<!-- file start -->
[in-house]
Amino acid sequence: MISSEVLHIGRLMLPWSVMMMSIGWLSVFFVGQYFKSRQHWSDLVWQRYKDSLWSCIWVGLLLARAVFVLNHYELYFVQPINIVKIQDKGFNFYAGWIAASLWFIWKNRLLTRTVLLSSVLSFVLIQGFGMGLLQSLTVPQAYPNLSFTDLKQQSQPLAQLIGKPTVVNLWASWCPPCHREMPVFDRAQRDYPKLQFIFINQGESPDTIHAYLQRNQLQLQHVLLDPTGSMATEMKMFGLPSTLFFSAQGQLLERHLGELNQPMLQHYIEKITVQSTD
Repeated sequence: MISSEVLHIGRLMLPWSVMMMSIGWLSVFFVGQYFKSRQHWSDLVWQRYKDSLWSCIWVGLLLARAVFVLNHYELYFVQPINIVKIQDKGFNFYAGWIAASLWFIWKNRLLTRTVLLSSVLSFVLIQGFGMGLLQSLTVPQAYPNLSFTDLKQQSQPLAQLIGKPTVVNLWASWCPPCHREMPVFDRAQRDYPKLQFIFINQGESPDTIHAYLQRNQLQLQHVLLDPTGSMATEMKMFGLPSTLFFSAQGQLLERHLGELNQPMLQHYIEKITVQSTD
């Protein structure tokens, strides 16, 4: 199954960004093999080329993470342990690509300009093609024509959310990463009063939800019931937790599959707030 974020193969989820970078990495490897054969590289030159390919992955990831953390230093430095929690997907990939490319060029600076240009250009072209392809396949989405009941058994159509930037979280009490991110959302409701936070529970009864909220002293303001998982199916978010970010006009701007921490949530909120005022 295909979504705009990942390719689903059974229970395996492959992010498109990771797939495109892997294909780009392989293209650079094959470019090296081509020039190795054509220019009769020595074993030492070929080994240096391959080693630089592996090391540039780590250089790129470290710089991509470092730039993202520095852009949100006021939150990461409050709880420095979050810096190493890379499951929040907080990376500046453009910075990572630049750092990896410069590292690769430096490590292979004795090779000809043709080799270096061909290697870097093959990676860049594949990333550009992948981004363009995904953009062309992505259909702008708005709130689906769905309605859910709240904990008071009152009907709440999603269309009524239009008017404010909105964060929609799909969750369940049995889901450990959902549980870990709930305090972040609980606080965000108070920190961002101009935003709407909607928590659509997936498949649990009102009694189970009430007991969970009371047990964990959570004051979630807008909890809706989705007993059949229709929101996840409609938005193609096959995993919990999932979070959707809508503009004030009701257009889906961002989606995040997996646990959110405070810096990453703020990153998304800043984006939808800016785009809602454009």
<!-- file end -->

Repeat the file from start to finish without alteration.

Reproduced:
[in-house]
Amino acid sequence: MISSEVLHIGRLMLPWSVMMMSIGWLSVFFVGQYFKSRQHWSDLVWQRYKDSLWSCIWVGLLLARAVFVLNHYELYFVQPINIVKIQDKGFNFYAGWIAASLWFIWKNRLLTRTVLLSSVLSFVLIQGFGMGLLQSLTVPQAYPNLSFTDLKQQSQPLAQLIGKPTVVNLWASWCPPCHREMPVFDRAQRDYPKLQFIFINQGESPDTIHAYLQRNQLQLQHVLLDPTGSMATEMKMFGLPSTLFFSAQGQLLERHLGELNQPMLQHYIEKITVQSTD
Repeated sequence: MISSEVLHIGRLMLPWSVMMMSIGWLSVFFVGQYFKSRQHWSDLVWQRYKDSLWSCIWVGLLLARAVFVLNHYELYFVQPINIVKIQDKGFNFYAGWIAASLWFIWKNRLLTRTVLLSSVLSFVLIQGFGMGLLQSLTVPQAYPNLSFTDLKQQSQPLAQLIGKPTVVNLWASWCPPCHREMPVFDRAQRDYPKLQFIFINQGESPDTIHAYLQRNQLQLQHVLLDPTGSMATEMKMFGLPSTLFFSAQGQLLERHLGELNQPMLQHYIEKITVQSTD
């Protein structure tokens, strides 16, 4: 199954960004093999080329993470342990690509300009093609024509959310990463009063939800019931937790599959707030 974020193969989820970078990495490897054969590289030159390919992955990831953390230093430095929690997907990939490319060029600076240009250009072209392809396949989405009941058994159509930037979280009490991110959302409701936070529970009864909220002293303001998982199916978010970010006009701007921490949530909120005022 295909979504705009990942390719689903059974229970395996492959992010498109990771797939495109892997294909780009392989293209650079094959470019090296081509020039190795054509220019009769020595074993030492070929080994240096391959080693630089592996090391540039780590250089790129470290710089991509470092730039993202520095852009949100006021939150990461409050709880420095979050810096190493890379499951929040907080990376500046453009910075990572630049750092990896410069590292690769430096490590292979004795090779000809043709080799270096061909290697870097093959990676860049594949990333550009992948981004363009995904953009062309992505259909702008708005709130689906769905309605859910709240904990008071009152009907709440999603269309009524239009008017404010909105964060929609799909969750369940049995889901450990959902549980870990709930305090972040609980606080965000108070920190961002101009935003709407909607928590659509997936498949649990009102009694189970009430007991969970009371047990964990959570004051979630807008909890809706989705007993059949229709929101996840409609938005193609096959995993919990999932979070959707809508503009004030009701257009889906961002989606995040997996646990959110405070810096990453703020990153998304800043984006939808800016785009809602454009």